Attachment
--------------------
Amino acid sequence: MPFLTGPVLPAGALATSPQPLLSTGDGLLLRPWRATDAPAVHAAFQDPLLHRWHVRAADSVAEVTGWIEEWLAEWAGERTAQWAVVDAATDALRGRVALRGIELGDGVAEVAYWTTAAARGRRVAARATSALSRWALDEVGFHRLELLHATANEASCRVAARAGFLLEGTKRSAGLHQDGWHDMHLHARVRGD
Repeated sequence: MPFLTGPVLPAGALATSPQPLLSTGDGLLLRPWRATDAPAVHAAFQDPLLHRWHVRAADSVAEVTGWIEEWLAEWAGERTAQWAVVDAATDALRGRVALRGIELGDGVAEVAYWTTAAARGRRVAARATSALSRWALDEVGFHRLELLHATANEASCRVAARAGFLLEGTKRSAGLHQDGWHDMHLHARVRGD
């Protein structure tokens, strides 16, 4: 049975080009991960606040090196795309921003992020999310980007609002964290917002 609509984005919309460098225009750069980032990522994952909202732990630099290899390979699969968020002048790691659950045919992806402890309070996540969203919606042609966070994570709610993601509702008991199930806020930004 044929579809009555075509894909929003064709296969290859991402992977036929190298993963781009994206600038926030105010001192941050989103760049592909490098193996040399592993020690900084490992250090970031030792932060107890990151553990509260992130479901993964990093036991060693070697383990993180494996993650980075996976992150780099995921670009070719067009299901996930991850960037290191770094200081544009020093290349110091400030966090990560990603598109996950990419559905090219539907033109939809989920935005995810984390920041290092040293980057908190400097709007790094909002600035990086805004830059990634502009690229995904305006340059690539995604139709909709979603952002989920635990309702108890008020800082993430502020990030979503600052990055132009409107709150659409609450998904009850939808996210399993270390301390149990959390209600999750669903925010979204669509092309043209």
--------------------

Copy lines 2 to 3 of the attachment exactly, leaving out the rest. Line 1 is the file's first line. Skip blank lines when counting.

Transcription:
Repeated sequence: MPFLTGPVLPAGALATSPQPLLSTGDGLLLRPWRATDAPAVHAAFQDPLLHRWHVRAADSVAEVTGWIEEWLAEWAGERTAQWAVVDAATDALRGRVALRGIELGDGVAEVAYWTTAAARGRRVAARATSALSRWALDEVGFHRLELLHATANEASCRVAARAGFLLEGTKRSAGLHQDGWHDMHLHARVRGD
């Protein structure tokens, strides 16, 4: 049975080009991960606040090196795309921003992020999310980007609002964290917002 609509984005919309460098225009750069980032990522994952909202732990630099290899390979699969968020002048790691659950045919992806402890309070996540969203919606042609966070994570709610993601509702008991199930806020930004 044929579809009555075509894909929003064709296969290859991402992977036929190298993963781009994206600038926030105010001192941050989103760049592909490098193996040399592993020690900084490992250090970031030792932060107890990151553990509260992130479901993964990093036991060693070697383990993180494996993650980075996976992150780099995921670009070719067009299901996930991850960037290191770094200081544009020093290349110091400030966090990560990603598109996950990419559905090219539907033109939809989920935005995810984390920041290092040293980057908190400097709007790094909002600035990086805004830059990634502009690229995904305006340059690539995604139709909709979603952002989920635990309702108890008020800082993430502020990030979503600052990055132009409107709150659409609450998904009850939808996210399993270390301390149990959390209600999750669903925010979204669509092309043209």